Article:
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US Dollar: Hard to Fight the Dovish Narrative

Published 29/01/2024, 09:21
Updated 16/06/2021, 12:30

The week ahead is a busy one for financial markets, including key central bank meetings in the UK and US, key data releases (eurozone inflation, US NFP) the US Treasury quarterly refunding announcement, and Big Tech earnings. Cross-market volatility is low, favoring the carry trade, but the case to move out of high-yielding dollars is far from compelling

USD: Gearing Up for a Big Week

The dollar has been the strongest performer across the G10 and emerging market currency blocs this year. This is probably down to US growth holding up well. This means that the Fed need not rush into rate cuts. Additionally, there is a far from compelling investment case in the rest of the world. For example, the fourth quarter GDP data for 2023 should this week confirm the eurozone's technical recession, and the news out of China has hardly filled investors with a sense of confidence.

We identify four big stories in the US this week. The first is Wednesday's FOMC meeting. We are going with the view that the Federal Reserve will push back against the dovish narrative, although we realize this is a hard sell to financial markets this year. Next is Wednesday's Quarterly Refunding announcement from the US Treasury. Can the US Treasury avoid the banana skin of issuing too much at the longer end of the curve? The risk here is of higher US Treasury yields and weaker equities should the US Treasury get this wrong. Next, we have quarterly earnings from four of the 'Magnificent Seven'. Tuesday and Thursday are the release days here. And the week concludes with what should be another strong NFP release, again confirming that the Fed should not be in a rush to get rates back to neutral.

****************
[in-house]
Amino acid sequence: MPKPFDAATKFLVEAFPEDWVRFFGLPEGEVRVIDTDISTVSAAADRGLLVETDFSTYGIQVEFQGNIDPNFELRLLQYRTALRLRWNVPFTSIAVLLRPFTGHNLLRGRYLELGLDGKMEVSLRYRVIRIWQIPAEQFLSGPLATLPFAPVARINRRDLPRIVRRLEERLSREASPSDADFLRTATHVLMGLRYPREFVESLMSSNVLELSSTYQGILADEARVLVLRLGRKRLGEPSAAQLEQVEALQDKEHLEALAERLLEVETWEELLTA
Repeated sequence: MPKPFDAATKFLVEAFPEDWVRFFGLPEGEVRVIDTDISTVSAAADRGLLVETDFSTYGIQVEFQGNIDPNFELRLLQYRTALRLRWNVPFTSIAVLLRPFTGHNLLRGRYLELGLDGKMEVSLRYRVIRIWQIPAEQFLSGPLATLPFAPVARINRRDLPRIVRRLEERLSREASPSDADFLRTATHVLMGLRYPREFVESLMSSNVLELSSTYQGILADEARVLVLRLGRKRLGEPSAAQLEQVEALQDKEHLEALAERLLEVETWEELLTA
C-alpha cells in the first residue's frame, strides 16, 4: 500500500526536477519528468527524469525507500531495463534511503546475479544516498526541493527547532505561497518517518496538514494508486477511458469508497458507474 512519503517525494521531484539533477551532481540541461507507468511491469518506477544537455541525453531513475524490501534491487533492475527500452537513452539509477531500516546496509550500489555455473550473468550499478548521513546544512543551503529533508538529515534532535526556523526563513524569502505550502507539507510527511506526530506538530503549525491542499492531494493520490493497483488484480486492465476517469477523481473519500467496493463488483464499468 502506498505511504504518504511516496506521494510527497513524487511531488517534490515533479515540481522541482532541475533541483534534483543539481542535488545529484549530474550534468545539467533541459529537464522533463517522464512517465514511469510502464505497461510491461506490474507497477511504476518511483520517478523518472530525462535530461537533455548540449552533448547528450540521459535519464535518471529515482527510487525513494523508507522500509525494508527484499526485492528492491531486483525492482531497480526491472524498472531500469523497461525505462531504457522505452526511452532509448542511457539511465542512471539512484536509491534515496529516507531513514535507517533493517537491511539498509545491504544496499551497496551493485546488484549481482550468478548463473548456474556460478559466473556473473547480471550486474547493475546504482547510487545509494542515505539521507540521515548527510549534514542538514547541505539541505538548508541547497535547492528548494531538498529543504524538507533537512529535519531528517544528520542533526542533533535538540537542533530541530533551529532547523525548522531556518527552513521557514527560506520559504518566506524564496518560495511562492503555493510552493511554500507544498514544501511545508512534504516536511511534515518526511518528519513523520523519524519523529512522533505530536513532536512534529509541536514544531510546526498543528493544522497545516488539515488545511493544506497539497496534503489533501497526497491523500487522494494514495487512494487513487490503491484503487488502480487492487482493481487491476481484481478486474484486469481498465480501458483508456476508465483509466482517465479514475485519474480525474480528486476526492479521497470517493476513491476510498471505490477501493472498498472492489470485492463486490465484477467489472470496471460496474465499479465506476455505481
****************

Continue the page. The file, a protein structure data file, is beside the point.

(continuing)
With seasonals staying strong for the dollar through January and February, we think it is too early to make the case for a resumption of the dollar bear trend just yet. 103.00-104.00 could well be the DXY range this week.

EUR: A Soft Week for Eurozone Activity and Inflation Data

The euro is edging towards the softest level of the month as markets hold onto the possibility that the European Central Bank could ease in April. Economists expect that the ECB will want to see the Eurostat wage data release at the end of April, before considering a first move in June. However, the market prefers to listen to the ECB doves, the data showing that activity is soggy and that inflation continues to fall further. The latter will receive more support this week in the form of the fourth quarter of 2023 eurozone GDP data confirming a technical recession.

Plus, Wednesday and Thursday will see the national and the eurozone January CPI data. For the eurozone, we forecast a sub-consensus headline reading of 2.7% year-on-year and an on-consensus core reading of 3.2% YoY – the lowest since March 2022. Such an outcome can keep two-year EUR:USD swap differentials on their wides near -120/125bp and keep EUR/USD near 1.08, our end-of-quarter forecast.